The latest reports don’t give us a ton of clarity on Ben Simmons’ situation.
It was the summer of the year 2000. The Sixers had just been eliminated in the second round of the playoffs by Reggie Miller and the Pacers for the second straight season. Larry Brown and Allen Iverson did not get along.
That’s why Brown and then-GM Billy King worked out a trade with the Pistons which would’ve sent the Answer to Detroit along with Matt Geiger. As we now know, Geiger refused to waive his trade kicker, the deal fell through and the rest is history.
And as we all know, history often repeats itself.
As the trade rumors have quieted and we inch closer to training camp, there appears to be a chance that Ben Simmons will be a Sixer heading into the season — but things can literally change in an instant.
There were a couple (carefully worded) nuggets put out over the past few days.
On Monday, Shams Charania of The Athletic reported that executives he’s spoken with believe it’s “when — not if” the Sixers trade Simmons. But he also mentions that the Sixers are telling teams they are comfortable keeping Simmons and that interested teams — like the Minnesota Timberwolves and Toronto Raptors — aren’t meeting the Sixers’ demands.
On the Hoop Collective podcast, ESPN’s Brian Windhorst indicated that trade talks for Simmons were not currently active. He also mentioned that Simmons — who some have reported would attempt a hold out — is prepared to begin the season in Philadelphia.
We know Minnesota has been a hot name for Simmons — understandably when you consider what he can add to that roster — but the Timberwolves simply don’t have the assets to make it happen. Daryl Morey obviously loves Patrick Beverley, but not enough to lose value in trading a three-time All-Star. Shams mentioned last week that Minnesota would likely have to get a third team involved.
We haven’t heard much about the other teams reportedly interested in Simmons. Before Monday’s report, it seemed like the Raptors had cooled on the idea of acquiring Simmons. The Golden State Warriors, who emerged early as a potential suitor, were conflicted on Simmons’ fit, per one report. You haven’t heard anything recently about the Kings, who have attractive pieces, but appear unwilling to meet the Sixers’ price. Then there are the Spurs, who are generally tight-lipped, so it’s not a surprise that we haven’t heard anything there.
All along, Morey has reportedly wanted a package centered around an All-Star. Well, that’s tricky when you consider three of the bigger All-Star players in tough situations — Damian Lillard, Bradley Beal and Zach LaVine — appear to be content. (Shams did add that the Sixers are eyeing Lillard and could decide to wait out his situation in Portland). And teams like Sacramento and Toronto seem content to hang on to their All-Star-caliber players.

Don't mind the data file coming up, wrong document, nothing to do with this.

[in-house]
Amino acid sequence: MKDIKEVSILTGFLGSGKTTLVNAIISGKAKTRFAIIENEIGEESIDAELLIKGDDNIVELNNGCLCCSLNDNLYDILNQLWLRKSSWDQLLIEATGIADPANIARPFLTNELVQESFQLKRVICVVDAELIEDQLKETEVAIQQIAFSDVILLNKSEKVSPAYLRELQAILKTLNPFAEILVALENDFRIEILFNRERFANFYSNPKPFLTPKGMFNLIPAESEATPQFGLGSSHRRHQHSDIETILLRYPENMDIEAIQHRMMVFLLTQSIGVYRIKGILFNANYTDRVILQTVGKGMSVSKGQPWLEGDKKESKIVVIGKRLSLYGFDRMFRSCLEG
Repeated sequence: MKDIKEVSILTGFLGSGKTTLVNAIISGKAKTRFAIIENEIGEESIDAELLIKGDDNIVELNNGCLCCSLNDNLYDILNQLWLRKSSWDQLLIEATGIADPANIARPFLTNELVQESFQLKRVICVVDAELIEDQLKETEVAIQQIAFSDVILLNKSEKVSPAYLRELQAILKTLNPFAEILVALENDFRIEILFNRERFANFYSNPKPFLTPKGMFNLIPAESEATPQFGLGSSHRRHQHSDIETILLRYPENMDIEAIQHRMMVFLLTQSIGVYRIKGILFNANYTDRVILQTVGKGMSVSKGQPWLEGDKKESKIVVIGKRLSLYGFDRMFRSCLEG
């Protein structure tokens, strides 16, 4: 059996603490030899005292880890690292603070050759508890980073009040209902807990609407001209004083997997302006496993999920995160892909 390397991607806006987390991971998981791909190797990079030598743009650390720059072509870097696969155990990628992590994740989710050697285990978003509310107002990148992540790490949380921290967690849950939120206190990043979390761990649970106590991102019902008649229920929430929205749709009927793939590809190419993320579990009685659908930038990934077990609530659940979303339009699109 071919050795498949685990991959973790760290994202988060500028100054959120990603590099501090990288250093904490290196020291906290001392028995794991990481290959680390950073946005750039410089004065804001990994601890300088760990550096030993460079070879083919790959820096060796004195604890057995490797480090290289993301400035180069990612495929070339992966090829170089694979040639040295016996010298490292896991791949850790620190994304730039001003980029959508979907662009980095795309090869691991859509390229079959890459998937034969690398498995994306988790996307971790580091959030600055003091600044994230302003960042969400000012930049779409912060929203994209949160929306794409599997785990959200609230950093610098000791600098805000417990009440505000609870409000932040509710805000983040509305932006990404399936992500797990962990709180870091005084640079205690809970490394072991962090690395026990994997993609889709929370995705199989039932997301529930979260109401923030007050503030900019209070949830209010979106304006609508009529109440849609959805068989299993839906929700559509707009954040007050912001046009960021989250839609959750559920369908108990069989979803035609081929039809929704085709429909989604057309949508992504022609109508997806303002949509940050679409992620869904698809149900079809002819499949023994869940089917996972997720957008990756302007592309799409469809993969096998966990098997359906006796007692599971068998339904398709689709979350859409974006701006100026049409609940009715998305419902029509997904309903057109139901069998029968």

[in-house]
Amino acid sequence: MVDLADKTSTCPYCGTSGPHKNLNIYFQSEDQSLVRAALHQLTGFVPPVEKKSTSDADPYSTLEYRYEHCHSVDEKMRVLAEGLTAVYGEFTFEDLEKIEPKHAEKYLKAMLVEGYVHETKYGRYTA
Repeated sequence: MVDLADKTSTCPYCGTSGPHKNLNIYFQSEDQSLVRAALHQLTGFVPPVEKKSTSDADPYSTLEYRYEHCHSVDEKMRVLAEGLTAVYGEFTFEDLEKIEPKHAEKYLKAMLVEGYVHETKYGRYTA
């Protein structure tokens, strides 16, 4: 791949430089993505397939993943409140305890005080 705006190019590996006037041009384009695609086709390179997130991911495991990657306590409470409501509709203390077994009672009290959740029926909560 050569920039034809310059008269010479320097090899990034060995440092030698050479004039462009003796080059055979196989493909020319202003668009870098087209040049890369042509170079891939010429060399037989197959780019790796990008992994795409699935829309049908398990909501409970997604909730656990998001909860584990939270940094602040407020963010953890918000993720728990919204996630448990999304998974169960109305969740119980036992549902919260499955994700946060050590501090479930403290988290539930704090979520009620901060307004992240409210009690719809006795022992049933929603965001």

The reality is neither side has much leverage.
The Sixers are entertaining offers on a supremely talented but flawed player. Sure, he was runner-up for Defensive Player of the Year and did an excellent job on Trae Young in the second round, but every team in the league saw him pass up a dunk in Game 7 and disappear late in games. Simmons is a valuable commodity — despite disgruntled fans suggesting the team trade him for a washing machine. Dealing him at his lowest value is not ideal, especially when you’re trying to build a contender for Joel Embiid’s prime.
As for Simmons, he’s under contract for an awful lot of money for four more years. The idea of him sitting out to force a trade never made much sense to me. I get he’s human and was likely not thrilled with a few things that were said and all the reports flying around, but that’s part of the business. The best strategy for Simmons if he truly wants out of Philadelphia is to show up to camp and reestablish his value so that his trade wish can come true.
Ultimately, this could all be a ploy as Morey attempts to jack up the price, knowing the situation is irreparable and he inevitably has to move Simmons before the season begins. Or Morey could be embracing the uncomfortable, knowing full well the awkwardness that could ensue on the court and with the fans. If a trade does happen, the package could reveal how tenuous the relationship between Simmons and the team is/was.
Iverson was going to be a Piston — until he wasn’t. He went on to win an MVP and lead the Sixers to the Finals. That’s not to say Simmons will have a similar fate, but it’s not unprecedented for a team to go into a season with a disgruntled player. Then again, you don’t want it to get to a point where Simmons is yelling at Morey during a scrimmage or chucking basketballs at rookies.
All we can do for now is read the tea leaves — even if they are conflicting.